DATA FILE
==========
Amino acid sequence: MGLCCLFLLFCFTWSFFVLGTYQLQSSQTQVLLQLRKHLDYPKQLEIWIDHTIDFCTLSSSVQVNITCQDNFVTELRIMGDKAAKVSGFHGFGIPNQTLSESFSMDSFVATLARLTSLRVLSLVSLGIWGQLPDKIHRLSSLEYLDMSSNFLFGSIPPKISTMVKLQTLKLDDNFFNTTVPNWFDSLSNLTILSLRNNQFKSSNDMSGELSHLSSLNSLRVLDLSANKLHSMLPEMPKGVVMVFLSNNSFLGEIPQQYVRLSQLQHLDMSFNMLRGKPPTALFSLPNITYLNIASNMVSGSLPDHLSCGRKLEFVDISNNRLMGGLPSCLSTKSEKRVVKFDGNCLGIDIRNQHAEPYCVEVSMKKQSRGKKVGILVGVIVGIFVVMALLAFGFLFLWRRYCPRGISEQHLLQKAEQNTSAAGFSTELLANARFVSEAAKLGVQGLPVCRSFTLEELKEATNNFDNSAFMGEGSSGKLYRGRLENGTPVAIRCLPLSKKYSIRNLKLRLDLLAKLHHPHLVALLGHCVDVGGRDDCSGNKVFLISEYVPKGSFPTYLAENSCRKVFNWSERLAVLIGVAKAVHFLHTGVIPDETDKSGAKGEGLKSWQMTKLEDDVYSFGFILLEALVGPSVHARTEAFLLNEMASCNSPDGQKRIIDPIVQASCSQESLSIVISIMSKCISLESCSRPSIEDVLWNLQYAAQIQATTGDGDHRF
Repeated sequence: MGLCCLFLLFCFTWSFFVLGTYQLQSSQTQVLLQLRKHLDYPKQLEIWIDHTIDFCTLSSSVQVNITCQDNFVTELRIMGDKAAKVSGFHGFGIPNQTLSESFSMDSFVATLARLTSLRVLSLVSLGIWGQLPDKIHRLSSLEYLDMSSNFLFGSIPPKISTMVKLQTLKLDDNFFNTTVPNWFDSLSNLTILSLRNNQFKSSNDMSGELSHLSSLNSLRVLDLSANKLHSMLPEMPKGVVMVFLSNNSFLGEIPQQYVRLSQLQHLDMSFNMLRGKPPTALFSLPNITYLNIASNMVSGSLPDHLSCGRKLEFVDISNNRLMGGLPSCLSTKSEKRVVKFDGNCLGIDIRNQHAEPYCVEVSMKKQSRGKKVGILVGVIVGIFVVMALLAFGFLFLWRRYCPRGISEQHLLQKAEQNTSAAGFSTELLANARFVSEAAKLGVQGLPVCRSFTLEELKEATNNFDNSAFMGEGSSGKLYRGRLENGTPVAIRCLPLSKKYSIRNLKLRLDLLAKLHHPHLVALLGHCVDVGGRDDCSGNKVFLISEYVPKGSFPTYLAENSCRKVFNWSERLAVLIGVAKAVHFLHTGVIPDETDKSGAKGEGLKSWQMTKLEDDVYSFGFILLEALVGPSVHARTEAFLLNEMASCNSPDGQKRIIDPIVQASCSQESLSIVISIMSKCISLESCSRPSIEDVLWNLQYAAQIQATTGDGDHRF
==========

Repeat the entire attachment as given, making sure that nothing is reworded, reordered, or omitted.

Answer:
Amino acid sequence: MGLCCLFLLFCFTWSFFVLGTYQLQSSQTQVLLQLRKHLDYPKQLEIWIDHTIDFCTLSSSVQVNITCQDNFVTELRIMGDKAAKVSGFHGFGIPNQTLSESFSMDSFVATLARLTSLRVLSLVSLGIWGQLPDKIHRLSSLEYLDMSSNFLFGSIPPKISTMVKLQTLKLDDNFFNTTVPNWFDSLSNLTILSLRNNQFKSSNDMSGELSHLSSLNSLRVLDLSANKLHSMLPEMPKGVVMVFLSNNSFLGEIPQQYVRLSQLQHLDMSFNMLRGKPPTALFSLPNITYLNIASNMVSGSLPDHLSCGRKLEFVDISNNRLMGGLPSCLSTKSEKRVVKFDGNCLGIDIRNQHAEPYCVEVSMKKQSRGKKVGILVGVIVGIFVVMALLAFGFLFLWRRYCPRGISEQHLLQKAEQNTSAAGFSTELLANARFVSEAAKLGVQGLPVCRSFTLEELKEATNNFDNSAFMGEGSSGKLYRGRLENGTPVAIRCLPLSKKYSIRNLKLRLDLLAKLHHPHLVALLGHCVDVGGRDDCSGNKVFLISEYVPKGSFPTYLAENSCRKVFNWSERLAVLIGVAKAVHFLHTGVIPDETDKSGAKGEGLKSWQMTKLEDDVYSFGFILLEALVGPSVHARTEAFLLNEMASCNSPDGQKRIIDPIVQASCSQESLSIVISIMSKCISLESCSRPSIEDVLWNLQYAAQIQATTGDGDHRF
Repeated sequence: MGLCCLFLLFCFTWSFFVLGTYQLQSSQTQVLLQLRKHLDYPKQLEIWIDHTIDFCTLSSSVQVNITCQDNFVTELRIMGDKAAKVSGFHGFGIPNQTLSESFSMDSFVATLARLTSLRVLSLVSLGIWGQLPDKIHRLSSLEYLDMSSNFLFGSIPPKISTMVKLQTLKLDDNFFNTTVPNWFDSLSNLTILSLRNNQFKSSNDMSGELSHLSSLNSLRVLDLSANKLHSMLPEMPKGVVMVFLSNNSFLGEIPQQYVRLSQLQHLDMSFNMLRGKPPTALFSLPNITYLNIASNMVSGSLPDHLSCGRKLEFVDISNNRLMGGLPSCLSTKSEKRVVKFDGNCLGIDIRNQHAEPYCVEVSMKKQSRGKKVGILVGVIVGIFVVMALLAFGFLFLWRRYCPRGISEQHLLQKAEQNTSAAGFSTELLANARFVSEAAKLGVQGLPVCRSFTLEELKEATNNFDNSAFMGEGSSGKLYRGRLENGTPVAIRCLPLSKKYSIRNLKLRLDLLAKLHHPHLVALLGHCVDVGGRDDCSGNKVFLISEYVPKGSFPTYLAENSCRKVFNWSERLAVLIGVAKAVHFLHTGVIPDETDKSGAKGEGLKSWQMTKLEDDVYSFGFILLEALVGPSVHARTEAFLLNEMASCNSPDGQKRIIDPIVQASCSQESLSIVISIMSKCISLESCSRPSIEDVLWNLQYAAQIQATTGDGDHRF